Interpretations:The Communists Have The Music

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Interpretation 1[edit]

While I can see how this song could be interpreted as another 1st person narrative from a fictional point of view, I'm going to argue that, when Linnell sings "what I care about is music," he's singing from the heart. The lyrics are not a political argument or diatribe; they are an acknowledgement that the music of communism really is great, especially compared to fascism or objectivism (the philosophy of Ayn Rand). Admittedly, I'd love to hear John and John openly support communist ideas like worker co-ops, free access to health care and education, etc., but I don't think that's what they're doing here. They're celebrating the music of communism and having a great time doing it.

I also REALLY don't think it's some kind of satire poking fun at communists or at people who choose their political ideology based on music. There's just way too much positivity and enthusiasm in this recording to imagine it as a mean-spirited joke. (Zeppyfish, 9/15/18, 9:57 pm PDT)

Interpretation 2[edit]

Given the history of the Johns, it's entirely possible that it's at least somewhat-serious; Their first gig was a Sandinista rally, they've always been pretty far-left. That said, I think there's a little bit of tongue-in-cheek here; after all, while one can find rational reasons to support most political positions, the narrator of the song isn't; he's a communist because of the music. It's notable that there's an allowance that if he did "care for the outfits," he could just as well be fascist. I think this is ultimately a song about someone choosing their political positions for facile reasons -- the aesthetic of the position rather than the substance. If you're just a communist because you like the music, you aren't really a communist, just as you aren't really a fascist if you like the outfits. To actually believe something requires something more than just posing.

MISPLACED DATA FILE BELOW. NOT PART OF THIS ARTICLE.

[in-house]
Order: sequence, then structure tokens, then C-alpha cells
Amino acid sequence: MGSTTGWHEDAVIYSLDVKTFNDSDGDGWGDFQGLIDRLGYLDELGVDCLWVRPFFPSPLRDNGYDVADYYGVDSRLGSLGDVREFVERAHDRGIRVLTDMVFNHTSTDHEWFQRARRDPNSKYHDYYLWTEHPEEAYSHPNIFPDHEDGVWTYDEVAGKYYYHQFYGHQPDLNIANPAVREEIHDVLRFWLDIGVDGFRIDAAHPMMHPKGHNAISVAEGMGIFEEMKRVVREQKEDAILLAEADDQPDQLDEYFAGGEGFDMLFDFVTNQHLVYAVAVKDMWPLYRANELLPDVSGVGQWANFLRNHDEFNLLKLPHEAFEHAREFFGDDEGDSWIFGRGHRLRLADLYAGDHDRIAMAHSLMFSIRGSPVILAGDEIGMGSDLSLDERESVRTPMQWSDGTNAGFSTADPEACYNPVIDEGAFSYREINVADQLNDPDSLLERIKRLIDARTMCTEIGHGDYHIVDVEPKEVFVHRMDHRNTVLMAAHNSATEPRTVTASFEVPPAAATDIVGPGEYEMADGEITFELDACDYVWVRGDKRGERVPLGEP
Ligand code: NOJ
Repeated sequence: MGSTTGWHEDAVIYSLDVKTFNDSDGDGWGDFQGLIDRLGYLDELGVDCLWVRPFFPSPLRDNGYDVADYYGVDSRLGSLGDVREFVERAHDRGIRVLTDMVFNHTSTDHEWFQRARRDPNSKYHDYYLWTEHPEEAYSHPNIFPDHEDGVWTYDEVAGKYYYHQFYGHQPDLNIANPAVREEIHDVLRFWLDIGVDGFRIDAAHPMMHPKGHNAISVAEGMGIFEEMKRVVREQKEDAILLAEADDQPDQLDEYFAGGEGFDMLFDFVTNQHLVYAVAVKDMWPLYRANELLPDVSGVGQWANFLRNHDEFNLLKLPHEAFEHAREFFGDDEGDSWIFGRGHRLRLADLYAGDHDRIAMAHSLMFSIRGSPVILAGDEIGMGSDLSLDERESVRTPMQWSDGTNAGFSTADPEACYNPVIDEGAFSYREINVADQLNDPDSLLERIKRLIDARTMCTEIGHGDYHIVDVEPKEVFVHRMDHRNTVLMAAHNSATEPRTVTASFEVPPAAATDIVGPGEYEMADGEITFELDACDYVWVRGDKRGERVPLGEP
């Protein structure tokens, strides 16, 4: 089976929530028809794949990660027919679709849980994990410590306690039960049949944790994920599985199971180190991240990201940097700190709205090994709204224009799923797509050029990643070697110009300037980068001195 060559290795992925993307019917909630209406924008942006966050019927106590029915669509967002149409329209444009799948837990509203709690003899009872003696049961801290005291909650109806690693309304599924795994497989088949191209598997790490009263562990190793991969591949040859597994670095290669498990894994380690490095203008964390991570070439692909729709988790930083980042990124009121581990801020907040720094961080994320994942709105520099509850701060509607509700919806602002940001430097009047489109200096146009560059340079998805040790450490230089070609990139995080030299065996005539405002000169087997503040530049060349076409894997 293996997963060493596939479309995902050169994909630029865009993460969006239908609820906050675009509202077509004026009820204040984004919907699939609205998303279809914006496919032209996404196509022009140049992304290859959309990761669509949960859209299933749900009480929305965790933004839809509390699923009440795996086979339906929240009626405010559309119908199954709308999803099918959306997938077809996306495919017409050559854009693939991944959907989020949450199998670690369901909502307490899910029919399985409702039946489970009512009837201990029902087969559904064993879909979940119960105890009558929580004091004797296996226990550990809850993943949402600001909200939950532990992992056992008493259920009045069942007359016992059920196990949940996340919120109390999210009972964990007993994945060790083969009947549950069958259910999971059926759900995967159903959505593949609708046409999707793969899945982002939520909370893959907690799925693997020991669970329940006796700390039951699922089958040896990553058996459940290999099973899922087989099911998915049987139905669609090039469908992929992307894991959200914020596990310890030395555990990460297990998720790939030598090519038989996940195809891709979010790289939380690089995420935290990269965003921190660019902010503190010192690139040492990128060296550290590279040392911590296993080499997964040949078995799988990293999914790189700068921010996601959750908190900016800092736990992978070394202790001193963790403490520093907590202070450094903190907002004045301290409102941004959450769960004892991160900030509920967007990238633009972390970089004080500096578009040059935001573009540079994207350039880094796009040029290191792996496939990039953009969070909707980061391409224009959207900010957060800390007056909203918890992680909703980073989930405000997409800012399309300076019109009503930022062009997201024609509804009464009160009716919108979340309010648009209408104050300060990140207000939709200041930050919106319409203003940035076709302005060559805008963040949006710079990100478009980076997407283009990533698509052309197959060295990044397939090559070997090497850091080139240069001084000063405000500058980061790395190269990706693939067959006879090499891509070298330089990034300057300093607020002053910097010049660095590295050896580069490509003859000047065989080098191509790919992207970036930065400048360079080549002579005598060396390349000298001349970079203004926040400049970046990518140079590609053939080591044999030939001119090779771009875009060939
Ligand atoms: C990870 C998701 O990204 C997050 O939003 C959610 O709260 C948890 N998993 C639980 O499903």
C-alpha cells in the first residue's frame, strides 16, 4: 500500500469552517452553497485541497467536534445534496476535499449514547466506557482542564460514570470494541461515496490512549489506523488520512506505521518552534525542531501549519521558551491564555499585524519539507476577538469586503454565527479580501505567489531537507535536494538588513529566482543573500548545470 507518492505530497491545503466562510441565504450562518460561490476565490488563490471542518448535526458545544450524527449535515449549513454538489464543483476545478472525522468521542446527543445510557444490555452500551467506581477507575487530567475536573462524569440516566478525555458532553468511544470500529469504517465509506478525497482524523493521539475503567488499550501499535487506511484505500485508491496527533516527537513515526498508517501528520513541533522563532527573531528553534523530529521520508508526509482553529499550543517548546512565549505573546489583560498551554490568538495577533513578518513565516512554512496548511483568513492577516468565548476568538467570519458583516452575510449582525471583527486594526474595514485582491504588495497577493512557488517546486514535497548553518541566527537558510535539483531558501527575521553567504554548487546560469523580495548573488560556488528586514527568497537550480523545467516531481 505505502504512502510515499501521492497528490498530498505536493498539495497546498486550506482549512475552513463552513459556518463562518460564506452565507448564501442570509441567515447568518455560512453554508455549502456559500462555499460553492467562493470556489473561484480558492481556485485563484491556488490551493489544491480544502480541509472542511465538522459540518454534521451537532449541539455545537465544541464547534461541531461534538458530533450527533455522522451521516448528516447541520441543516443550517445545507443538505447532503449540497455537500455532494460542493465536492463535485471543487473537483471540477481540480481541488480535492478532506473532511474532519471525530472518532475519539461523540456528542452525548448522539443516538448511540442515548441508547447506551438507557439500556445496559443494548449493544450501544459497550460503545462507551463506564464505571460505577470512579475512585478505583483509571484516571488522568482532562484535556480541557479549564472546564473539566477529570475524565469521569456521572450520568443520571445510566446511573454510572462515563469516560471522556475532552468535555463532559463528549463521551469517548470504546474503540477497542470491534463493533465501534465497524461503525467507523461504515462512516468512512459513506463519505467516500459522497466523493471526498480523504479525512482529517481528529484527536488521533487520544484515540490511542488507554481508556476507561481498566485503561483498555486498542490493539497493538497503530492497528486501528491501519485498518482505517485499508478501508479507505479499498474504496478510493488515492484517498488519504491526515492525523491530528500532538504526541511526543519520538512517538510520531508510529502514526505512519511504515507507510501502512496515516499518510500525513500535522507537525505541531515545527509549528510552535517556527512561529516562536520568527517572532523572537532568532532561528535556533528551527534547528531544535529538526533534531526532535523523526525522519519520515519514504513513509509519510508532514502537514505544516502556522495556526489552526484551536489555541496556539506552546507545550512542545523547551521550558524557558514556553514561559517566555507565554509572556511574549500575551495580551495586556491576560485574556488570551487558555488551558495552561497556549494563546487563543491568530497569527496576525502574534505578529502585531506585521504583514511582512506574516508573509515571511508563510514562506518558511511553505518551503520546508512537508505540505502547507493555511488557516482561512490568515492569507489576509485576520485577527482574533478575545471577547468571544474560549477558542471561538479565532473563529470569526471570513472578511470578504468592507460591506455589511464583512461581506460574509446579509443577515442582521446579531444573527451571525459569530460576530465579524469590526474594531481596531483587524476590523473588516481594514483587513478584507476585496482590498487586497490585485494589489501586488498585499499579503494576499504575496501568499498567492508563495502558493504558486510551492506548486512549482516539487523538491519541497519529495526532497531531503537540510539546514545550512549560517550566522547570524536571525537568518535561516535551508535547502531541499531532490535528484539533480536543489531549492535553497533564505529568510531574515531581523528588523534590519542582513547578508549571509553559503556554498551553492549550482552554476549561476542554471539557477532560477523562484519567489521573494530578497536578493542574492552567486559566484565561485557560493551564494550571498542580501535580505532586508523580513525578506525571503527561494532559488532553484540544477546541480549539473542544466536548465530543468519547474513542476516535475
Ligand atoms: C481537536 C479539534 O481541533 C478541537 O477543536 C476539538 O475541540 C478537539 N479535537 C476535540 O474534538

And for what it's worth, if you are socialist (or even a social democrat), it's not hard to find music by Them that's dead on. I still say "Someone Keeps Moving My Chair" is one of the best songs ever written about False Consciousness. --Mrfeek (talk) 15:32, 19 September 2018 (EDT)

  • Interjecting lyrics from Black Ops: "... I see a Communist / And there's another one / And his dumb son" could be seen as referring to Flansy and then Linnell and his kid (Henry), form the POV of the secret cops. At least I always saw it thus, before The Communists Have The Music hit the TMBGsphere. CJSF (talk) 15:32, 6 August 2019 (EDT)

Interpretation 3[edit]

A quote by Linnell in the Brooklyn Vegan sheds a bit of light on the song's meaning: " “On the one hand, Fran Lebowitz memorably said of Communism vs. Fascism that one was too dull and the other too exciting,” says TMBG’s John Linnell. “However, our song takes its cue from somebody (I can’t remember who) in our high school, who once compared two bands (I wish I could remember which bands) by declaring that one had the power but the other had the tunes. This enduring metaphor seems to apply to any pair of things we can think of.” Or, as he sings here, “I hear a melody and just as suddenly I know who I’m supposed to be.” --Kaylum (talk) 18:00, 10 October 2018 (EDT)

Interpretation 4[edit]

As to whether there is a tongue in cheek or satirical element to it, I say not for the simple reason that if it's satire it isn't GOOD satire. The narrator never espouses any political beliefs really; you could, if you really wanted, view this song as apolitical. The narrator isn't stating that he is a communist, merely that communists tend to make great music and that he thinks they are more musically endowed than the fascists martials plutocrats etc. This is not a song about someone who's political beliefs are dictated by fashion and art, as the narrator doesn't imply that he is a communist because of their music or that he is a communist at all; the song isn't about communism or politics at all, it's about music. Because that's the case, I believe this song to be as sincere and straightforward as Applause Applause Applause. -ASelfCalledL, 10/11/2018.

  • The satirical force of the song is precisely that the narrator's attitude isn't so much apolitical but depoliticised. They're so easily dazzled by aesthetics that they have absolutely nothing of substance to say about communism, fascism, or anarchism, despite mentioning all three in the course of the song. Their objection to being thought-policed by McCarthyists is only that they're simply in it for the tunes, so they have the wrong guy—no comment on the general injustice of the situation. They're not "jealous of the zealous", suggesting their own political opinions, if they even have any, are fairly anodyne. In a word you could call this person pacified. - Stareadactyl (talk) 18:26, 16 February 2023 (EST)